Generate no-conflict standalone builds of PHP Composer/PSR-enabled software.
Decomposer is also a fantastic dependency linting tool for Composer enabled projects. Try integrating it into your automated Continuous Integration (CI) lifecycle to identify various software issues long before anyone else discovers them.
- Quickly reduce Composer/PSR software down to one or two files containing only the parts that are actually used.
- Three decomposition modes depending on application needs.
- Easily create and manage projects.
- A complete, question/answer enabled command-line interface.
- Has a liberal open source license. MIT or LGPL, your choice.
- Designed for relatively painless integration into your environment.
- Sits on GitHub for all of that pull request and issue tracker goodness to easily submit changes and ideas respectively.
The command-line interface is question/answer enabled, which means all you have to do is run:
Which will enter interactive mode and guide you through the entire process.
Once you grow tired of manually entering information, you can pass in some or all of the answers to the questions on the command-line:
php decomposer.php list
php decomposer.php create myproject
php decomposer.php -s decompose myproject all
The -s option suppresses normal output (except for fatal error conditions), which allows for the processed JSON result to be the only thing that is output. Useful for automation.
To create a project, run:
php decomposer.php create [yourprojectname]
php composer.phar require [vendor/someproject:~1.2]
php composer.phar require [vendor2/someotherproject:~2.0]
php decompose.php all
This will create a set of directories, run Composer to pull down the various bits of software, and then generate the final decomposed build bundling every file into one fully-validated PHP file in the
The 'decompose' command does all of the heavy lifting. Using the 'all' mode will always work but might be a bit more resource intensive (e.g. RAM) than might be desired on the tail end of things (i.e. your application). To minimize resource usage, it is possible to teach the command about the classes that are actually going to be used in the most common scenarios. This is accomplished by instrumenting the build with one or more working examples.
/projects/[yourprojectname]/examples.php file that was generated during project creation. After that, grab some example code and put it where
examples.php says to put example code. Test the functionality by manually running
examples.php from the command-line. Note that the usual
require "vendor/autoload.php"; should NOT be called as that is automatically handled by
Running the code updates 'instrumented.json', which contains a list of files that were loaded by
examples.php. This information is used to correctly instrument the build when decomposing later on.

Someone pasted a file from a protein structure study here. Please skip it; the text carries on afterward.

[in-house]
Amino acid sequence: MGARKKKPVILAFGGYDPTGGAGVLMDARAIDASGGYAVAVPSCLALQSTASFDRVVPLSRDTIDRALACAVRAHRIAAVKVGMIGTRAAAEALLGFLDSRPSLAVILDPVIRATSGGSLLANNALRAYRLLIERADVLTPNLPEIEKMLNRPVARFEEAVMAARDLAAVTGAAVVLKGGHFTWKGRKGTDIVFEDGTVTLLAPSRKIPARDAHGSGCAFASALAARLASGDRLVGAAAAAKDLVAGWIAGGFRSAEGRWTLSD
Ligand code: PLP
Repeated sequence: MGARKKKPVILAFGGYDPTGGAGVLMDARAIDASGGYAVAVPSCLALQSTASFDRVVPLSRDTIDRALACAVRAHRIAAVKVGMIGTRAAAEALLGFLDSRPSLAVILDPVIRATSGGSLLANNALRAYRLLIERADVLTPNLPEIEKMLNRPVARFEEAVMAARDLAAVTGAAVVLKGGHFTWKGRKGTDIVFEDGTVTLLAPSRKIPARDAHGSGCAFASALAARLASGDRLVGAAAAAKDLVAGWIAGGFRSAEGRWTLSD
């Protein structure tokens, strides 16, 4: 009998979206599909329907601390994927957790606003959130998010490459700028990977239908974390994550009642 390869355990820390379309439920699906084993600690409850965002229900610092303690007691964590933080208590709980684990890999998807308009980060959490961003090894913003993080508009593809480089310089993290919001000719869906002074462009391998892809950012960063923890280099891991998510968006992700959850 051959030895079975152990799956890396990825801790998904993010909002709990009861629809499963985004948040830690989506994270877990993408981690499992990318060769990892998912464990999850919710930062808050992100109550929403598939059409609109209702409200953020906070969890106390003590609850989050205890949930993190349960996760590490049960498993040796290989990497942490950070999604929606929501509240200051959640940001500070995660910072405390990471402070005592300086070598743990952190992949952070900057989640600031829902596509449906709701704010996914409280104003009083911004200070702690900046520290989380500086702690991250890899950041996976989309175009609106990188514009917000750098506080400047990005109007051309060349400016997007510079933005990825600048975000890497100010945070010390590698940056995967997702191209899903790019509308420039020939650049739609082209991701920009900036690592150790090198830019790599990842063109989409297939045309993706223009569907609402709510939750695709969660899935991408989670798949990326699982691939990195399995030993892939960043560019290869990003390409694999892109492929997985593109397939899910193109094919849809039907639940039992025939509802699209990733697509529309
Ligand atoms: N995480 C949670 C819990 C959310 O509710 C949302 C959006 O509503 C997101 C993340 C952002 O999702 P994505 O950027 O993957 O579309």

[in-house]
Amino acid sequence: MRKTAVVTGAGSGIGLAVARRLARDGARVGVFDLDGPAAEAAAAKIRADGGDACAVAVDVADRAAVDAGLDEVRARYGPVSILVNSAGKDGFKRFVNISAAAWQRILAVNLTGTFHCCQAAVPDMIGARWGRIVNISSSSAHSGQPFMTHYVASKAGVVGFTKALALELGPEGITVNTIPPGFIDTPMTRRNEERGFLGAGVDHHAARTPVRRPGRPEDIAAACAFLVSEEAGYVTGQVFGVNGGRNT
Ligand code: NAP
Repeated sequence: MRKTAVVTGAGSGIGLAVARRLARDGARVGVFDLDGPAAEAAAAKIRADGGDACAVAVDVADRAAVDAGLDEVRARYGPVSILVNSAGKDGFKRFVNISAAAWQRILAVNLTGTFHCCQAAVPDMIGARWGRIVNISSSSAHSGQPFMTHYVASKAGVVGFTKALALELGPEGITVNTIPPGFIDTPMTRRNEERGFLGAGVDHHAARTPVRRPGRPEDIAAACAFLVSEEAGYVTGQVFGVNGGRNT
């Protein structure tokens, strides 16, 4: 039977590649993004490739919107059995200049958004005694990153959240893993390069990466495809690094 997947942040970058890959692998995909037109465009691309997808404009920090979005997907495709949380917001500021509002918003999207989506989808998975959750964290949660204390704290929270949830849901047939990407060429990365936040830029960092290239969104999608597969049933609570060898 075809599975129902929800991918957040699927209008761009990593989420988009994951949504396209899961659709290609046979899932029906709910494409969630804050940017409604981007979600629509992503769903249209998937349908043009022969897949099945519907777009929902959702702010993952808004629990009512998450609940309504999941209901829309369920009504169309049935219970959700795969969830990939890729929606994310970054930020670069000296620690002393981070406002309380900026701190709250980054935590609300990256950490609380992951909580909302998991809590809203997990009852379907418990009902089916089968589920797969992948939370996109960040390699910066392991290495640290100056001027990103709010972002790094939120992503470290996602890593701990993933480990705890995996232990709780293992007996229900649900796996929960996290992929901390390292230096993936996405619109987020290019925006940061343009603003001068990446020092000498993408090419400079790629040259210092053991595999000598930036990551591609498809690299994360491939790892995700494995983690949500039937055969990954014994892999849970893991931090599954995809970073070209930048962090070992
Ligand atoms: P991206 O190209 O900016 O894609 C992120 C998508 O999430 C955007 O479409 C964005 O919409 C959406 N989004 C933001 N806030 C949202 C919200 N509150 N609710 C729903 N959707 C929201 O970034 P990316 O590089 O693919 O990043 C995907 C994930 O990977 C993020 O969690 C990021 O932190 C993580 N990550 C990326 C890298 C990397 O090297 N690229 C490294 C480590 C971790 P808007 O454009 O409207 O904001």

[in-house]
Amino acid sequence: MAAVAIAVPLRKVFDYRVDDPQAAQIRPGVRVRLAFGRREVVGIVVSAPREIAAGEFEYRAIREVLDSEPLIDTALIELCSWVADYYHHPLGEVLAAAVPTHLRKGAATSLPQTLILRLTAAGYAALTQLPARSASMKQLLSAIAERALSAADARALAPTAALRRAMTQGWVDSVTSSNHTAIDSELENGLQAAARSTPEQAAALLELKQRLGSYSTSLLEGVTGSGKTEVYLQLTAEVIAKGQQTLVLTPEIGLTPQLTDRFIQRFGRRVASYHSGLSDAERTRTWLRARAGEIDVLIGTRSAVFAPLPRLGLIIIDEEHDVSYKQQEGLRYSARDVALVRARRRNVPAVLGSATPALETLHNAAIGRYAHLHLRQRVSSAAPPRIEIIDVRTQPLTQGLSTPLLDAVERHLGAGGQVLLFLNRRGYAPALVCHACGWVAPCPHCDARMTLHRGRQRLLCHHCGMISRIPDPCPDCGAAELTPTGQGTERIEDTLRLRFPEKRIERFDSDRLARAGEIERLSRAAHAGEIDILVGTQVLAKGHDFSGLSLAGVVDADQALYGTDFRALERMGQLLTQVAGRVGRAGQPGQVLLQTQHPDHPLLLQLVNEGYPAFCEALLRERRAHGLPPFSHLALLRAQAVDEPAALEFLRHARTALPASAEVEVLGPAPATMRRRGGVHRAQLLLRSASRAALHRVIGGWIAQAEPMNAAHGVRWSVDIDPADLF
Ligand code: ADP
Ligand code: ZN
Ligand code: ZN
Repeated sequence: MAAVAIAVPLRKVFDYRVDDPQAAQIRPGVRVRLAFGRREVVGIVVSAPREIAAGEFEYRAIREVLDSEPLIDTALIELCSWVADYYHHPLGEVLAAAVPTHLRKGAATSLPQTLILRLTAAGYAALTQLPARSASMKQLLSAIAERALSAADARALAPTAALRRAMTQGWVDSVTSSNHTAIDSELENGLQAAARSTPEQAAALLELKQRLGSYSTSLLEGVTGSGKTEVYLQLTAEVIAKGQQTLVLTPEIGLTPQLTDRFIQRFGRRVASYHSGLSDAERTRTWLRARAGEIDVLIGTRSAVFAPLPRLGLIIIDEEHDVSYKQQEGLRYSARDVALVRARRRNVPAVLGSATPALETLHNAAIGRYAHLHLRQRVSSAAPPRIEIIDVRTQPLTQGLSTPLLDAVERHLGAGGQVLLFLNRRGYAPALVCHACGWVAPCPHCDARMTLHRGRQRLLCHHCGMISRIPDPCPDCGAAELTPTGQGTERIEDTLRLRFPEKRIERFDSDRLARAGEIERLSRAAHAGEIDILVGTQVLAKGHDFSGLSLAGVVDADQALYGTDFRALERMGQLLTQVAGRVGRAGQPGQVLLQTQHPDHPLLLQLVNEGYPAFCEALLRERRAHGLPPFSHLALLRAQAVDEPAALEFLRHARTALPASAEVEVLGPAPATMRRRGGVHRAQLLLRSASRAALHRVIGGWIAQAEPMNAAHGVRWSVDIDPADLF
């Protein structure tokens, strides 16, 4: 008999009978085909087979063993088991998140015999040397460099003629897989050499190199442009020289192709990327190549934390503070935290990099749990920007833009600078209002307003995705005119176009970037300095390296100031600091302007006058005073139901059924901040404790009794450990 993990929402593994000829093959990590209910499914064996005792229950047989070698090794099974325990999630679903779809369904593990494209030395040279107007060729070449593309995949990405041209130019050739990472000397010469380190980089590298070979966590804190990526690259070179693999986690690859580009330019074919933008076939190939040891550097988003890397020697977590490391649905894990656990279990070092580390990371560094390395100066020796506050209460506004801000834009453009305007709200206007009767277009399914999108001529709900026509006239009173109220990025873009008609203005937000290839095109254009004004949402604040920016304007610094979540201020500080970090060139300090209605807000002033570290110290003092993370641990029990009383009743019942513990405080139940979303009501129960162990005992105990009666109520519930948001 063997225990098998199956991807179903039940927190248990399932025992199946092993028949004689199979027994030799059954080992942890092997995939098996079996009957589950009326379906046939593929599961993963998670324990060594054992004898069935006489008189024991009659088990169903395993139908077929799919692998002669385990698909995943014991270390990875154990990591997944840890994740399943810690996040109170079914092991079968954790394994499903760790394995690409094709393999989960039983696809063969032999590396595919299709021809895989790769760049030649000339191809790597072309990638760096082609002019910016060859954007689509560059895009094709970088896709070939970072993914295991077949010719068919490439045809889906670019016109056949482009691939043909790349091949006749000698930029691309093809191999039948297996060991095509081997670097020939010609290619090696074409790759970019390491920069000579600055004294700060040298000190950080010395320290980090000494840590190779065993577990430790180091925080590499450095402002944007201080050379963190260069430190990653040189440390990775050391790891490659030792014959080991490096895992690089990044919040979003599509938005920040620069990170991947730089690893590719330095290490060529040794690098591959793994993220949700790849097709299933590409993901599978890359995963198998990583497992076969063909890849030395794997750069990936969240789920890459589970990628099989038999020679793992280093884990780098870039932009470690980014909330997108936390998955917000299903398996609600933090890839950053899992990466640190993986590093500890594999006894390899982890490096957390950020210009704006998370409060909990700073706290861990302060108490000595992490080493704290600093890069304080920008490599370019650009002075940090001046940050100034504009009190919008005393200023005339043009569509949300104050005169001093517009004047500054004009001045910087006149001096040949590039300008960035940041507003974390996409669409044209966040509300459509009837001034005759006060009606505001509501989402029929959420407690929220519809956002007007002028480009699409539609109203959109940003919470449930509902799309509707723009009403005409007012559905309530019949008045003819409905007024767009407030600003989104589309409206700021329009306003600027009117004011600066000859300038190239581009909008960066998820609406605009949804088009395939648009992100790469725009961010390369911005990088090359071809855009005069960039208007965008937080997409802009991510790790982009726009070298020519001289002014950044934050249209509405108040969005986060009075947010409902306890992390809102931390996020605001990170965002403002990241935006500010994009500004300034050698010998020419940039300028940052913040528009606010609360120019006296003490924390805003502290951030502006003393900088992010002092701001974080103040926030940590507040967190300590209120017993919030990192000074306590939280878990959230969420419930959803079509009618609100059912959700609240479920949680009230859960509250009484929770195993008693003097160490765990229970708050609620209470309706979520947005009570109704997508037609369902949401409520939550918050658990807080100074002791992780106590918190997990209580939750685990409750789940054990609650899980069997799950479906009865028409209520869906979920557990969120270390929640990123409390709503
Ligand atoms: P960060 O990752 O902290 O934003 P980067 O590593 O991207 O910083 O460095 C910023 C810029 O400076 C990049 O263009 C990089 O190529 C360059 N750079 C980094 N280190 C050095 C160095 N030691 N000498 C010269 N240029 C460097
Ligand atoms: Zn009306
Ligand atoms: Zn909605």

Once the code is working, preferably with no output to the screen, the 'auto' and 'none' modes become more useful.
php decompose.php auto
The 'auto' mode appends an autoloader to the first generated file that loads the second file if the autoloader is ever called by PHP. The 'none' mode is for anyone who likes to live dangerously and is okay with their application breaking in spectacular ways at inopportune times.
Patching Broken Software
Sometimes a Composer project makes assumptions about where it sits in its ecosystem and the developers are stubborn to change the software. If a file called
decomposer.diff exists in the project's directory (i.e. a text diff file), Decomposer will automatically attempt to apply the patch to the software before instrumenting it.
If you design a working patch for using a specific project with Decomposer, be a good netizen and commit it back to the original repository. The authors will (possibly) appreciate it.
At the end of a Decomposer run, it outputs any 'warnings' it encountered as well as any 'failed' files. Warnings are emitted for very specific functions that are known to cause issues and will likely require a patch. Failed files are emitted for a variety of reasons and may or may not result in functional output.
Any patches should be extremely laser-focused such that they are idempotent since Decomposer will always attempt to apply all patches before instrumenting every time it runs.
How It Works
Decomposer takes in a number of pieces of information, runs any patches that need to be applied, instruments the build multiple times, generates several PHP files during the process to guarantee that dependency order is maintained and that no errors occur, and verifies the build.
The most interesting parts of the process are extracting just the useful content bits (i.e. code minus comments), the approach used to determine if a file failed to load, and how dependency calculations are made. The built-in PHP tokenizer function
token_get_all() does most of the work of identifying things such as comments, whitespace, and namespace keywords. Determining file load failures is a bit trickier but each PHP file that will be loaded is written to disk before it is included. Dependencies are determined by monitoring what additional files are loaded when a specific PHP file is loaded. Removing failed files and resolving dependencies repeats ad nauseum until nothing else can be processed.
Decomposer is somewhat brute force-ish in its approach and abuses the Composer autoloader to get to its destination, which is why it can take anywhere from a few seconds to a few minutes to decompose a project.